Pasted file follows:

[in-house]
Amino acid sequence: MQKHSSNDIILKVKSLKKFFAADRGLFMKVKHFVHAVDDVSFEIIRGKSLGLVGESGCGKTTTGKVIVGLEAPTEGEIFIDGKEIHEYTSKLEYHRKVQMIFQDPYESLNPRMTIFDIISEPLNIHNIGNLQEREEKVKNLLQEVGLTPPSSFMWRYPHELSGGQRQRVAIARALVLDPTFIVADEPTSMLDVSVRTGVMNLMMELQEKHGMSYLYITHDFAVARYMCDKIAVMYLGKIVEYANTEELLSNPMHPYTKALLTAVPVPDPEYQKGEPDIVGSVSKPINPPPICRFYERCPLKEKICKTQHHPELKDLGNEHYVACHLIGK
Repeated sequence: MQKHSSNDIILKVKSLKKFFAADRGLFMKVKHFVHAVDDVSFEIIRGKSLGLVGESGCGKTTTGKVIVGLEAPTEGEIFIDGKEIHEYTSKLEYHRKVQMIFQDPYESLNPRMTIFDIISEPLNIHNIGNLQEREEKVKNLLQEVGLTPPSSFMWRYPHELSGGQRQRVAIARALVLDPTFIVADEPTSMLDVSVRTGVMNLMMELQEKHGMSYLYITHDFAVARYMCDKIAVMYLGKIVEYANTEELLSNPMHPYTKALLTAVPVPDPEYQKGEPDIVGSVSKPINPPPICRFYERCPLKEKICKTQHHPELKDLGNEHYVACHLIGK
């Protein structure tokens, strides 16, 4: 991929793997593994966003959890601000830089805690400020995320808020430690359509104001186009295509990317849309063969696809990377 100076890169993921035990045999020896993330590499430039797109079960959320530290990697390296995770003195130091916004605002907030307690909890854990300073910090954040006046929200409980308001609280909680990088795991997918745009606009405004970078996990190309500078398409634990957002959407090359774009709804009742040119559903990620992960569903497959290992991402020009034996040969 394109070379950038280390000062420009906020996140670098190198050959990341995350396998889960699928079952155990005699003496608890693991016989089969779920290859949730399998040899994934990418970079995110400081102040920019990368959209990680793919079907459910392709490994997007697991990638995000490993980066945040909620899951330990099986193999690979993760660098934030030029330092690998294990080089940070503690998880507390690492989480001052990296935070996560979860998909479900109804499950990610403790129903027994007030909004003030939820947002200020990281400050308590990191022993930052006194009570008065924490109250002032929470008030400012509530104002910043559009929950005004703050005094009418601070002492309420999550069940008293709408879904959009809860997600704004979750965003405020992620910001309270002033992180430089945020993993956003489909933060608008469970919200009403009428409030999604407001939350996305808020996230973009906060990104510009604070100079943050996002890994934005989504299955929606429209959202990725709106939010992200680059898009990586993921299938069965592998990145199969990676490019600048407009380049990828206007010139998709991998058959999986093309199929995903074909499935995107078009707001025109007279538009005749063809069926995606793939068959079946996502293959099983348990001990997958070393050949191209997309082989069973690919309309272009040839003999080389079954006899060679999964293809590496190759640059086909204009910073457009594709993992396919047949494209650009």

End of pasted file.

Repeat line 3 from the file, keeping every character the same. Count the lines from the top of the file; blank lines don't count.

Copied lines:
Repeated sequence: MQKHSSNDIILKVKSLKKFFAADRGLFMKVKHFVHAVDDVSFEIIRGKSLGLVGESGCGKTTTGKVIVGLEAPTEGEIFIDGKEIHEYTSKLEYHRKVQMIFQDPYESLNPRMTIFDIISEPLNIHNIGNLQEREEKVKNLLQEVGLTPPSSFMWRYPHELSGGQRQRVAIARALVLDPTFIVADEPTSMLDVSVRTGVMNLMMELQEKHGMSYLYITHDFAVARYMCDKIAVMYLGKIVEYANTEELLSNPMHPYTKALLTAVPVPDPEYQKGEPDIVGSVSKPINPPPICRFYERCPLKEKICKTQHHPELKDLGNEHYVACHLIGK